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Forum > Sewing Techniques and Tips > Is there another name for fagotting? ( Moderated by MissCelie)

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Is there another name for fagotting?
Tailypo
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Tailypo
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Date: 10/29/13 6:43 PM

I am wearing a lovely store-bought skirt that always fetches comments and conversation because it has an unusual double fagotted border. Does anyone know if there is another name for fagotting? If there isn't one, I think we should make one up

Otherwise I feel very silly saying, "Yes, thank you, I think it is lovely too, but I can't possibly tell you what it is called in polite company!"

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lelliebunny
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Date: 10/29/13 7:00 PM

I really dislike that word too.

I have described it as a bundle of sticks to non-sewers, but I would call it by its proper name if I was talking to somebody that sews. As much as it pains me to say the word, it is the proper name (as far as I know at least).

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In reply to Tailypo <<


Date: 10/29/13 7:29 PM

Well, etymology-wise, here ya go.


Personally, I think it's a bit sketchy, but it may have something to do with the idea of binding together a bunch of sticks to use for making a fire.

There is also a negative connotation related to sexual preferences, but frankly I am at a loss on that one. Here's
more.
-- Edited on 10/29/13 7:31 PM --

sings2high
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Date: 10/29/13 7:33 PM

No, I don't think there's another name, but maybe we could try to get "trellis hem-stitched" to catch on? The trellis stitch in crocheting is also called mesh-stitch and is the basis for Irish lace crochet; looks like netting, in a diamond, triangle or square pattern. Fagotting looks like a single row of the square mesh stitching. I know several types of decorative stitches are called trellis stitching, but I don't think it's been applied to hem-stitching.

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GlButterfly

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Date: 10/29/13 7:37 PM

It's also known as bridging.

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stirwatersblue
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Date: 10/29/13 8:34 PM

Is it like this:



This website calls it "twisted insertion stitch," and it's also very similar to a type of hemstitching whose name completely escapes me at the moment... despite the gazillion of times I've done it. (Although it's done differently--the fagoting/insertion is a seam effect to join two pieces of fabric, while the hemstitch is a decorative drawn thread embroidery stitch... anyway. They look similar, and the name might be more user-friendly... If I could remember it!)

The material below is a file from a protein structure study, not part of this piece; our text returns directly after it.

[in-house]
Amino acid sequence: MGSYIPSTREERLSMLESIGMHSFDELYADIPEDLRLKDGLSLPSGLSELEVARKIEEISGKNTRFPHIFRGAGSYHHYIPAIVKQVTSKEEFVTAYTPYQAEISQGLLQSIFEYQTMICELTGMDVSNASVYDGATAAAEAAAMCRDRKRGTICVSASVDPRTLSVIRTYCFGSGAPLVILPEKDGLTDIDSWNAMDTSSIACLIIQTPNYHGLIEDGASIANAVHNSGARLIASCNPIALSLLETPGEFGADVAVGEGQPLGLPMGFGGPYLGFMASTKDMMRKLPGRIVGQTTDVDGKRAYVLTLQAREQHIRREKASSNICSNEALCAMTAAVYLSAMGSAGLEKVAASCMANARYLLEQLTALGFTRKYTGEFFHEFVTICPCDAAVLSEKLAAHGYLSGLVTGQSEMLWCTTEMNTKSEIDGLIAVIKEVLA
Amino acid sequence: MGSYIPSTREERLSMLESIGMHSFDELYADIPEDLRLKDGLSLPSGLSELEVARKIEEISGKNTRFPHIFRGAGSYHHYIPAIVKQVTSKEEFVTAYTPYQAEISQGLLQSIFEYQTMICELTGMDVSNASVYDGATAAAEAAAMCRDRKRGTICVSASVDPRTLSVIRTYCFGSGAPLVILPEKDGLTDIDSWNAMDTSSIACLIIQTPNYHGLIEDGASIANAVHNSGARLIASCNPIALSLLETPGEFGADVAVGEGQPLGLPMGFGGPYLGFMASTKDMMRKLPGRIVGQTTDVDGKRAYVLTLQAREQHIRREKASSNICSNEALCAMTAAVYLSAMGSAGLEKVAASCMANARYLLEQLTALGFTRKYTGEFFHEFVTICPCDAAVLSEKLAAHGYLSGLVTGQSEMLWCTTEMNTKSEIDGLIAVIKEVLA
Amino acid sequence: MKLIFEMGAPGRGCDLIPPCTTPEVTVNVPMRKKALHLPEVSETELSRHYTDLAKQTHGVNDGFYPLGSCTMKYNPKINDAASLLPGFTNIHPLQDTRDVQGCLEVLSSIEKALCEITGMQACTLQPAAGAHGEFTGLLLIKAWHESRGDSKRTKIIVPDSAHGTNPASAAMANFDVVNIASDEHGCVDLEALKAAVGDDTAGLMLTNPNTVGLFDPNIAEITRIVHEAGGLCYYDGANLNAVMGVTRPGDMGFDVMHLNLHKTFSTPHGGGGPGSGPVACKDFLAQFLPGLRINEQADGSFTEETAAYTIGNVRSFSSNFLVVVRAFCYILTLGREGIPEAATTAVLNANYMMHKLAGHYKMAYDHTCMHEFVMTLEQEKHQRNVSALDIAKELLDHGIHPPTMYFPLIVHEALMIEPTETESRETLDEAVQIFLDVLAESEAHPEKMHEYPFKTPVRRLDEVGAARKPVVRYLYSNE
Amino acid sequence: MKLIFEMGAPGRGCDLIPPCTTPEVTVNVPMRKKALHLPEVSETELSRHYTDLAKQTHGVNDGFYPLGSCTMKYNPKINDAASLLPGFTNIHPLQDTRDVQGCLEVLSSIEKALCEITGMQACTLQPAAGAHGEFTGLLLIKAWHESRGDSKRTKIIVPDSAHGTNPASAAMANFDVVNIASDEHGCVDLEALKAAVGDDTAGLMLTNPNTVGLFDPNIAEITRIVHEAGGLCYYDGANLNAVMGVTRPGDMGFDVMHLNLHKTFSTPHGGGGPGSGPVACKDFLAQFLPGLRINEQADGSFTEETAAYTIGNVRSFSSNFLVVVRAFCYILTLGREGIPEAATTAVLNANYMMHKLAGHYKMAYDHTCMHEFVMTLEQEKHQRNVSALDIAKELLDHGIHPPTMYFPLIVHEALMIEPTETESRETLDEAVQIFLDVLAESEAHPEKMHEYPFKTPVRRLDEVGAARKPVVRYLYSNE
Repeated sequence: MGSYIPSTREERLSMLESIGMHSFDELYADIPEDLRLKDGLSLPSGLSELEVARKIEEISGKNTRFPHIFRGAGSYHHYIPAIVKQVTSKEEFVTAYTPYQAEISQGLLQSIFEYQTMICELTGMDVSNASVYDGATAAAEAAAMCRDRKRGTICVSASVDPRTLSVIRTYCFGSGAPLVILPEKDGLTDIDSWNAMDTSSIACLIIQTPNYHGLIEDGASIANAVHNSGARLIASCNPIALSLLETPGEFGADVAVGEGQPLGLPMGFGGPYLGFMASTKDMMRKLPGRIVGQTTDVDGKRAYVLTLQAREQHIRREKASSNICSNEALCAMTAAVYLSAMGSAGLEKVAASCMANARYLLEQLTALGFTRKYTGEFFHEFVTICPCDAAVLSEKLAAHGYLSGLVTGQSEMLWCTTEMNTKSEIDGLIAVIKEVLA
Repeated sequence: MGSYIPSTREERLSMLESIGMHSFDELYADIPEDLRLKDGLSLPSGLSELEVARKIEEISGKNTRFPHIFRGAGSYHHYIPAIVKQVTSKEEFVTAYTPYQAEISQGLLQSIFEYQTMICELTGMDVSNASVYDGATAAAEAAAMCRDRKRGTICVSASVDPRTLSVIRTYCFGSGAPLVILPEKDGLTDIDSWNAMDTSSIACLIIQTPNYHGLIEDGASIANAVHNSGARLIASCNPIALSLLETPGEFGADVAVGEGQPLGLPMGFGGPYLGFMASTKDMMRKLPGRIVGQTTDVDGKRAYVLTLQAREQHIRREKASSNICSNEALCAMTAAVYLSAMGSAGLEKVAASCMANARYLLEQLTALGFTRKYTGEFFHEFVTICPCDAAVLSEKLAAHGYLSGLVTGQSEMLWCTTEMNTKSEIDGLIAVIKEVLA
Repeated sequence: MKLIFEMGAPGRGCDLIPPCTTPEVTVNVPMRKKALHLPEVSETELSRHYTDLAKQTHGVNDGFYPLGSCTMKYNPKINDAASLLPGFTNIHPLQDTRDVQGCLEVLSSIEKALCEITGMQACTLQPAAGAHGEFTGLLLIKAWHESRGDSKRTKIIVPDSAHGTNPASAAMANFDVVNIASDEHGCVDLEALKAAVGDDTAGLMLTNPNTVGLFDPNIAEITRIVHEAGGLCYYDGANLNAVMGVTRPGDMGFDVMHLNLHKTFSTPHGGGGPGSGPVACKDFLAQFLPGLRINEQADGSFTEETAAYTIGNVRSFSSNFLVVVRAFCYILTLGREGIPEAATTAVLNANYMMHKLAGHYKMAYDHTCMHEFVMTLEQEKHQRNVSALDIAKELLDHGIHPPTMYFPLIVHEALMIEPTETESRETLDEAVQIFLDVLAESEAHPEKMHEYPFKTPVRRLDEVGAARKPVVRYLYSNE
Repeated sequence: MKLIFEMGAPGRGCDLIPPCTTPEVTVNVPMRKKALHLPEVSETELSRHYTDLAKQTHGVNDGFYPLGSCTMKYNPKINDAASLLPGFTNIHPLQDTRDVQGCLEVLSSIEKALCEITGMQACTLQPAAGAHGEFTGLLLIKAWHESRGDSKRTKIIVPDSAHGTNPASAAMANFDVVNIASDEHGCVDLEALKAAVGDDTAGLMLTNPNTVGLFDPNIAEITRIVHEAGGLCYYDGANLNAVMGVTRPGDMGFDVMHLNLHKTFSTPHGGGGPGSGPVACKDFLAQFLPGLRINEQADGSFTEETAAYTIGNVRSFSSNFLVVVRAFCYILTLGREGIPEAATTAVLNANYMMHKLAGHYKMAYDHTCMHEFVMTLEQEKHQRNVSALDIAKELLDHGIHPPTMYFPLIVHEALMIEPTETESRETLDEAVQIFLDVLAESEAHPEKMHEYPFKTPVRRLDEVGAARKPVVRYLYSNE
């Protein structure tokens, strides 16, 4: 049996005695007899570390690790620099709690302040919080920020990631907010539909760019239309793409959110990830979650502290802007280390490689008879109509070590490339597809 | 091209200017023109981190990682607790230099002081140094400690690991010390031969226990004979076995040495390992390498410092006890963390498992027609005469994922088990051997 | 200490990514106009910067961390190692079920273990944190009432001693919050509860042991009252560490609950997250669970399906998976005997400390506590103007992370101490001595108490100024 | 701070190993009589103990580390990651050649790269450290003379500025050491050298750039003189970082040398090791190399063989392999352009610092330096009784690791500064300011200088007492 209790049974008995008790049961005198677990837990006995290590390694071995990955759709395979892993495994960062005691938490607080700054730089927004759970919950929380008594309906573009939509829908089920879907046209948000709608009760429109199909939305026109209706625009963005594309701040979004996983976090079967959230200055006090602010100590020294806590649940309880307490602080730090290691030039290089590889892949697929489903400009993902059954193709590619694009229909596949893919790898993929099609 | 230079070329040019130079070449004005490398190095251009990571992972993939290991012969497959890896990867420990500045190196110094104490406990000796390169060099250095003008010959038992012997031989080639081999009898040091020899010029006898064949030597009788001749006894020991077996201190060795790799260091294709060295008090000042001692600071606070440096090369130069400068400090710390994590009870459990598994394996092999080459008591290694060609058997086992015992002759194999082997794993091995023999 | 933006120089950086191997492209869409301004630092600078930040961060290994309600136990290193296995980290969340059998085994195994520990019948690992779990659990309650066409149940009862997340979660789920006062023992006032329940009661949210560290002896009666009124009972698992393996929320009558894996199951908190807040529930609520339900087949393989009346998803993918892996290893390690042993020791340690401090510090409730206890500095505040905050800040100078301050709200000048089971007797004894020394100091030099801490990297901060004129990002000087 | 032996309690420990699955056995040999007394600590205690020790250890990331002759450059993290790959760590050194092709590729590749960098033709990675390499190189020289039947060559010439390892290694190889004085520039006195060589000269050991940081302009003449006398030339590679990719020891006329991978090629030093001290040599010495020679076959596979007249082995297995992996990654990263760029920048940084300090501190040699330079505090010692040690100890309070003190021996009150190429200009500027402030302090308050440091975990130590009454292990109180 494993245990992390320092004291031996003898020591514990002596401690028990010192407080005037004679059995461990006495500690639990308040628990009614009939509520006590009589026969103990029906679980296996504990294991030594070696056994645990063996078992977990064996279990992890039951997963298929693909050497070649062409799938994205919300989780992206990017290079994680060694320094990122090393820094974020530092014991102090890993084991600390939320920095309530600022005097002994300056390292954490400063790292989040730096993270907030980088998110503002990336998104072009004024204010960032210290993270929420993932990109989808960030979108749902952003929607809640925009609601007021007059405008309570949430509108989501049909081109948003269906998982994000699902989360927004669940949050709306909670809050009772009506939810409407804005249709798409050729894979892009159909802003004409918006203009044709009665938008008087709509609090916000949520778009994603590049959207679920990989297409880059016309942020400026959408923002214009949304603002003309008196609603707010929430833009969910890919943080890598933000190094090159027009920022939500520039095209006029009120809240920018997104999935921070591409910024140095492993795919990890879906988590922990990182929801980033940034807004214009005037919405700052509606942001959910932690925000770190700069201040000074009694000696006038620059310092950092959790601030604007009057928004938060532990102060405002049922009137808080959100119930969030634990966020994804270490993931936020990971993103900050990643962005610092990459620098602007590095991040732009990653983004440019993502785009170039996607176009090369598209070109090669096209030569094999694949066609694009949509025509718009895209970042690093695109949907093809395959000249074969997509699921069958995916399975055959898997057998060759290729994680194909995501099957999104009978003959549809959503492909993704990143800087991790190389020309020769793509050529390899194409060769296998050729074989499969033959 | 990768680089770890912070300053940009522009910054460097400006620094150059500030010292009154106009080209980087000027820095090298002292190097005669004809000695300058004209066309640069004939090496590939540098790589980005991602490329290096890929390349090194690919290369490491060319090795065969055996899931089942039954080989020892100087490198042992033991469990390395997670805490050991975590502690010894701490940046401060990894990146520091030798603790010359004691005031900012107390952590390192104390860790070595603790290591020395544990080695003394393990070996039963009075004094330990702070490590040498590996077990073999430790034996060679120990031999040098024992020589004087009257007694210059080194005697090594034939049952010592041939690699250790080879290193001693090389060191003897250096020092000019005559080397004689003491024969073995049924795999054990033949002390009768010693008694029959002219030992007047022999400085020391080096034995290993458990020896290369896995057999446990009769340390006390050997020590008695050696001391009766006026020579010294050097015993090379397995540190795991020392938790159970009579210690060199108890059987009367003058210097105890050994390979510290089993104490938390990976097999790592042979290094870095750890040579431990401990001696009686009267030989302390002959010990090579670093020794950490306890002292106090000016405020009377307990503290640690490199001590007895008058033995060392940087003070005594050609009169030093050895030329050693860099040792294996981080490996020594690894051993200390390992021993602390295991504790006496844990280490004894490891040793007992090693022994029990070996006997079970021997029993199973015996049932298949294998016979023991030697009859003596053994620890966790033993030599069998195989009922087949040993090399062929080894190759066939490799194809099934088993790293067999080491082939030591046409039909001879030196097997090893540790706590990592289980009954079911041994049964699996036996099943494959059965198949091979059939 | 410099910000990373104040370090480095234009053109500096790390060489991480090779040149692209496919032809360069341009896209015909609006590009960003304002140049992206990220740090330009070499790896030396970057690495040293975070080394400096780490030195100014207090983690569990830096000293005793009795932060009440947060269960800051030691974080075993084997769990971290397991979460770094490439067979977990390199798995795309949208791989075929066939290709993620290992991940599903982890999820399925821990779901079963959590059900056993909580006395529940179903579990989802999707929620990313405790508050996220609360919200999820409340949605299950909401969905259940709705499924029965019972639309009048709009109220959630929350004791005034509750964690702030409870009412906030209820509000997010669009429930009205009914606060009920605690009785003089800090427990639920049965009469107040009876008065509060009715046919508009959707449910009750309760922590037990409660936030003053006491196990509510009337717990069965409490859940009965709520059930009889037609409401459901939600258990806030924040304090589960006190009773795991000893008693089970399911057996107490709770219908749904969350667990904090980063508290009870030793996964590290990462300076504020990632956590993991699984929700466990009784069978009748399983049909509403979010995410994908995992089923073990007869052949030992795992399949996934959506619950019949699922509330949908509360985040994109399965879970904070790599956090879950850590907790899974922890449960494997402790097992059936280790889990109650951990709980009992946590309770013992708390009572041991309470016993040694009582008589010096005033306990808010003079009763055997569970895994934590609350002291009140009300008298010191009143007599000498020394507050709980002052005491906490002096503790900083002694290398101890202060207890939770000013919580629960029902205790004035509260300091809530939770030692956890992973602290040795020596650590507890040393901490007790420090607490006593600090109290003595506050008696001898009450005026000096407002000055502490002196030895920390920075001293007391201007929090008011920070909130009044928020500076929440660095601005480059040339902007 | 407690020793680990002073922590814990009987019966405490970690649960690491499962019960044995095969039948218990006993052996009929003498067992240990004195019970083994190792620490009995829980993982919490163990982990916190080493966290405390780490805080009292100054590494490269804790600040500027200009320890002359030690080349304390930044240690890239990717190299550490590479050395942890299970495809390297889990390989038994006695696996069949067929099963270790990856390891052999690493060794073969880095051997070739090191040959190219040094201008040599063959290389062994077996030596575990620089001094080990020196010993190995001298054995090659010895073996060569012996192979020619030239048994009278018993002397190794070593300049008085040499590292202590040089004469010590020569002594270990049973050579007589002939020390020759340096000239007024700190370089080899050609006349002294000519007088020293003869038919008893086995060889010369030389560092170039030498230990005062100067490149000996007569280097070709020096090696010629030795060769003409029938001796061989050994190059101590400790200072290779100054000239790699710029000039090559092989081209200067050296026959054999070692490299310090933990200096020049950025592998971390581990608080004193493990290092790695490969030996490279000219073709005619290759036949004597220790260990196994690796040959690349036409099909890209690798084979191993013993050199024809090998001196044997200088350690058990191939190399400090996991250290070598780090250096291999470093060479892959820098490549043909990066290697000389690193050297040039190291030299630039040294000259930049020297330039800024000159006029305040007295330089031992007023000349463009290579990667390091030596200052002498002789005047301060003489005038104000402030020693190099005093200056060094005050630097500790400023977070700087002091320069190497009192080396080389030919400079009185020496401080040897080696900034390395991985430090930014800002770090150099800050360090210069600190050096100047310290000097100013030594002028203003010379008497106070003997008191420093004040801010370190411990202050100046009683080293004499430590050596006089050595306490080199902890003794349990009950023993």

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Date: 10/29/13 9:57 PM

In certain segments of the heirloom sewing community this is called Spanish Hemstitch. Personally I am tired of "political correctness" and really would prefer to use the traditional name for this stitch. FWiW, I love fagotting and think it is a beautiful stitch particularly on linen.

RynV

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Date: 10/30/13 0:34 AM

I'm with you. It's called fagoting so why change it? It's like the person who got into big trouble for calling, I believe it was the US president's health reforms, niggardly, when that word bears no relationship to the other, very offensive, n word. The words aren't even spelt the same, let alone have the same meaning. Niggardly should not be excised from the English language, nor should fagoting. If someone complains they have a wog, I assume they're referring to a bug and not me. On the other hand, if they were to call me a wog (as a person from a non English speaking background) they would get clobbered over the head. Context is everything.

Tailypo
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Date: 10/30/13 1:32 AM

Well, I suppose the difference is that the root of the word niggardly is niggard, whereas the root of the word fagotting is really and truly faggot. Not meant in a hurtful way, in fact completely devoid of intention, but it is an absurd word to have tumble out of your mouth -- perhaps especially here in San Francisco, where the odds are the person who asked about the detail on your skirt will be a gay guy!

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Miss Fairchild
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Date: 10/30/13 2:09 AM

I'm from the "old school" of pre-"politically correct", and I too say leave it. I love the term as it denotes a method from an earlier time in our life when people actually sewed everything by hand. (as I'm sure some of you renfair-ers do!). If one were to remove all the seemingly "negative" words from our dictionary, (such as niggardly), we wouldn't have a language and a very small dictionary. Tailypo, if you're concerned, especially because you live in San Francisco, you might want to gently smile with your head lowered and explain.

I remember waaay long ago, when the Beatles first came to town and all the mags talked about them smoking "fags".

I didn't know about wog; but I've used the word "wop" from time to time, as in "wopping" someone, or a "whopper". So would that make me politically un-correct?

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